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  1. Peers questioning government ministers
  2. Urgent question on the European Parliament's Brexit red lines
  3. Third reading of a bill to ratify the Istanbul Convention
  4. Debate on Brexit and the EU budget
  5. Second reading of private members' bills

Live Reporting

By Esther Webber and Gary Connor

All times stated are UK

  1. Goodbye for now

    House of Lords


    That's where we leave our live text coverage of the Lords today. Peers will take part in second-reading debate on private members' bills for the rest of the afternoon: 

    • Local Audit (Public Access to Documents) Bill
    • Merchant Shipping (Homosexual Conduct) Bill
    • Guardianship (Missing Persons) Bill 
    • Farriers (Registration) Bill.

    Then peers rise for recess, returning on 24 April. 

  2. UK aiming for 'fair play' over EU budget - government

    Brexit and the EU budget debate

    House of Lords



    Government spokesman Lord Young agrees that the UK wants an "amicable" deal and a "fair play" in reaching an agreement on any bill payable after Brexit. 

    He says estimated figures for the bill are "speculation" at this stage. 

    There's "disagreement and uncertainty" with regard to the UK's legal position, he adds, which is not surprising given the lack of precedent.  

  3. 'I hoped to die before I understood the EU budget'

    Brexit and the EU budget debate

    House of Lords



    Labour spokesman Lord Tunnicliffe tells peers: "My aspiration to die before understanding the structure of the EU budget has been frustrated by being nominated to speak in this debate."

    He also expresses surprise that the committee came down on the side of concluding the UK would not be obliged to payments after Brexit. 

    He describes the UK as a "responsible partner" which should honour its obligations.   

  4. Lib Dems 'not persuaded' by talk of no EU bill

    Brexit and the EU budget debate

    House of Lords



    Winding up for the Lib Dems, Baroness Ludford says she's "not really persuaded" by the conclusions of the report in view of the evidence given by legal experts. 

    "There's no reason for us to be over-generous," she acknowledges, but says she doesn't see how the UK will not be bound by money it had previously committed to EU projects.

  5. Cancellation of membership or divorce?

    Brexit and the EU budget debate

    House of Lords


    Earl of Lindsay

    Conservative the Earl of Lindsay says there is a "fundamental question" to consider before negotiations begin - whether Brexit is the "cancellation of a club membership or a divorce."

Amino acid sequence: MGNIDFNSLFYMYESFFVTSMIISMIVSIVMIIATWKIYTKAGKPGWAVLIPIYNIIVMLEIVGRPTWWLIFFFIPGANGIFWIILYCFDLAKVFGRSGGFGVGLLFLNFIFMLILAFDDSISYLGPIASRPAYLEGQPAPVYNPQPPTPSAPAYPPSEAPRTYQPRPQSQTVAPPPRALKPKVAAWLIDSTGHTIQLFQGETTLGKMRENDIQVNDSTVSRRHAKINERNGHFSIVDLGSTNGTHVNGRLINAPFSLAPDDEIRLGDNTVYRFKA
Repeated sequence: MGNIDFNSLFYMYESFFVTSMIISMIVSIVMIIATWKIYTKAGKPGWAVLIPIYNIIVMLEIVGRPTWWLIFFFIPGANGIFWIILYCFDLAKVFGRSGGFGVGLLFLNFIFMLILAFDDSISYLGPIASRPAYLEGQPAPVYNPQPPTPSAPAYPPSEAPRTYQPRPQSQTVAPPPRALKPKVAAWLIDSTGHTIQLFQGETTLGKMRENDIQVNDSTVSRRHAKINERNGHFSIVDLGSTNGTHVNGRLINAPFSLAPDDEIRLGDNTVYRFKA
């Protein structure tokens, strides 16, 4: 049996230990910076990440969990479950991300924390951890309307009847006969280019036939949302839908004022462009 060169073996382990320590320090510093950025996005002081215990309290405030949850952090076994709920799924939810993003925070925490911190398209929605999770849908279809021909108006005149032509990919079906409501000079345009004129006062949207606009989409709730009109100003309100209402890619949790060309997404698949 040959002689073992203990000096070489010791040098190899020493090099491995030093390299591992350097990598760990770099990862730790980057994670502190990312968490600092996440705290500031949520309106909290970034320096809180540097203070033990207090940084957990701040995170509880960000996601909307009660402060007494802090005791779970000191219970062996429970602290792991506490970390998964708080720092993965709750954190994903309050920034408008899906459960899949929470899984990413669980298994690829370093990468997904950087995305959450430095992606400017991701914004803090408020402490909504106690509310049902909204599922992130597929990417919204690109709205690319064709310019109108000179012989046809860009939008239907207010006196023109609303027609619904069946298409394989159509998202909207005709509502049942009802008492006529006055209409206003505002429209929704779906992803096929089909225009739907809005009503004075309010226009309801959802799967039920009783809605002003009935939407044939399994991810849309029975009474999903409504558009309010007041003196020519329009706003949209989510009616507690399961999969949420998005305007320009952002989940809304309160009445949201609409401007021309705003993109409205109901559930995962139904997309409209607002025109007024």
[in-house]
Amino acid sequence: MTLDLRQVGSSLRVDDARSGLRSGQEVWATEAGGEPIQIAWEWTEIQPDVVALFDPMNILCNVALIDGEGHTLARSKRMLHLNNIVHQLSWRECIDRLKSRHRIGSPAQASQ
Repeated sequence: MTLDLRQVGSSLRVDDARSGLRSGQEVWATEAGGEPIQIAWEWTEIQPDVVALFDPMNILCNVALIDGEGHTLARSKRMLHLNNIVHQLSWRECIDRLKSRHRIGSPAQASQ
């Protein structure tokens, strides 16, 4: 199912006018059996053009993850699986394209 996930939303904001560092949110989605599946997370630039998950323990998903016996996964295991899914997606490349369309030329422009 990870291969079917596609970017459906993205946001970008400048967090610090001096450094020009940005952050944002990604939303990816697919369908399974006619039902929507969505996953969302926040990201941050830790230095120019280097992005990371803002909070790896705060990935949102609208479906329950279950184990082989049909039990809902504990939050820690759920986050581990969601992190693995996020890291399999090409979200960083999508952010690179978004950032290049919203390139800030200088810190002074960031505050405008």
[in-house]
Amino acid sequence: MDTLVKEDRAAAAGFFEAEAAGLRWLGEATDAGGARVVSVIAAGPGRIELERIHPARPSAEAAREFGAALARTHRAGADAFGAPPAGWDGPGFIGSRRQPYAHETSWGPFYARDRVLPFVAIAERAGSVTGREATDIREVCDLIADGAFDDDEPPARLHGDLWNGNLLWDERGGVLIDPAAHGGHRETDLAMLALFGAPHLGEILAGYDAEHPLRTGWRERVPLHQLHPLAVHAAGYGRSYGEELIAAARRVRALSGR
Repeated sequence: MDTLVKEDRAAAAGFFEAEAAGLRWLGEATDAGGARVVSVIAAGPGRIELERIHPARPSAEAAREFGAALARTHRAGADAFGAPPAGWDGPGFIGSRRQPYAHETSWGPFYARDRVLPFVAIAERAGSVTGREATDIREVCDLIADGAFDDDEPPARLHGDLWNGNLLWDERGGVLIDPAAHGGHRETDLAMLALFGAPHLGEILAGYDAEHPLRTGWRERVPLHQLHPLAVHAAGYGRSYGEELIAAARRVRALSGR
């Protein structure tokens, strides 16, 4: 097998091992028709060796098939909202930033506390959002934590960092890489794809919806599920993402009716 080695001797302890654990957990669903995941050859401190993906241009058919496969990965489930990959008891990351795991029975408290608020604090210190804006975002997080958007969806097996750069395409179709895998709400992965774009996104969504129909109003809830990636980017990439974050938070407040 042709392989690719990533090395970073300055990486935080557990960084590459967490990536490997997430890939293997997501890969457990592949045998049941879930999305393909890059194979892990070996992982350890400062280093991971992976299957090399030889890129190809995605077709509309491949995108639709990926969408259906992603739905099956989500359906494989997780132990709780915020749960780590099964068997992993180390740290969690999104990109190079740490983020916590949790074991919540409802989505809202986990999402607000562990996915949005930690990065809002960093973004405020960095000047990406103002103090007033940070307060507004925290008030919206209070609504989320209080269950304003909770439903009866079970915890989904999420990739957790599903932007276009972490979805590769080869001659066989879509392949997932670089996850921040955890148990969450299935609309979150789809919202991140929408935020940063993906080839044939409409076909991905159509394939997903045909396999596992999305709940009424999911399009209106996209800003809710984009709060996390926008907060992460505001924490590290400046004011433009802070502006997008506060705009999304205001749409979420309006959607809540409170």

He says that every pronouncement from European Union figures since the referendum suggests that they see the separation as a divorce, and on what share of EU liabilities is owned by the UK.

    He asks whether ministers accept if the Brexit settlement will be like a divorce payment.

    The Earl of Lindsay also considers whether the UK is under a legal obligation to make payment for pension liabilities, and if so, how much would need to be paid and how that is determined.

    "I think there was no agreement on which methodology would be the right methodology," he says, recalling the different range of views of witnesses.

  6. Peers add to pressure on bereavement benefits

    Esther Webber

    BBC News

    View more on twitter

    The government is facing pressure from its own backbenchers on changes to bereavement benefits, after Conservative former pensions minister Baroness Altmann called for a rethink. 

    The new Bereavement Support Payment will replace a suite of bereavement benefits and provide bereaved parents with an initial lump sum and up to 18 monthly payments. 

    At present, widowed parents can receive payments until their youngest child leaves school. 

    "What is our national insurance welfare state for if not to support families properly in such tragic circumstances?" she asked. 

    Her words were echoed by fellow Conservative Lord Polak, who suggested ministers were "targeting the wrong area".

    Work and Pensions Minister Lord Henley told peers the changes represent "an improvement at the initial stage", which he said could be the most difficult. 

    He added the government had consulted on the changes, made amendments to the regulations before they were introduced and would review them in due course. 

  7. Government has 'much to lose' if no agreement made

    Brexit and the EU budget debate

    House of Lords


    Former cabinet secretary and crossbencher Lord Butler of Brockwell says that the report is a "very good example" of the service that the House of Lords performs for the country.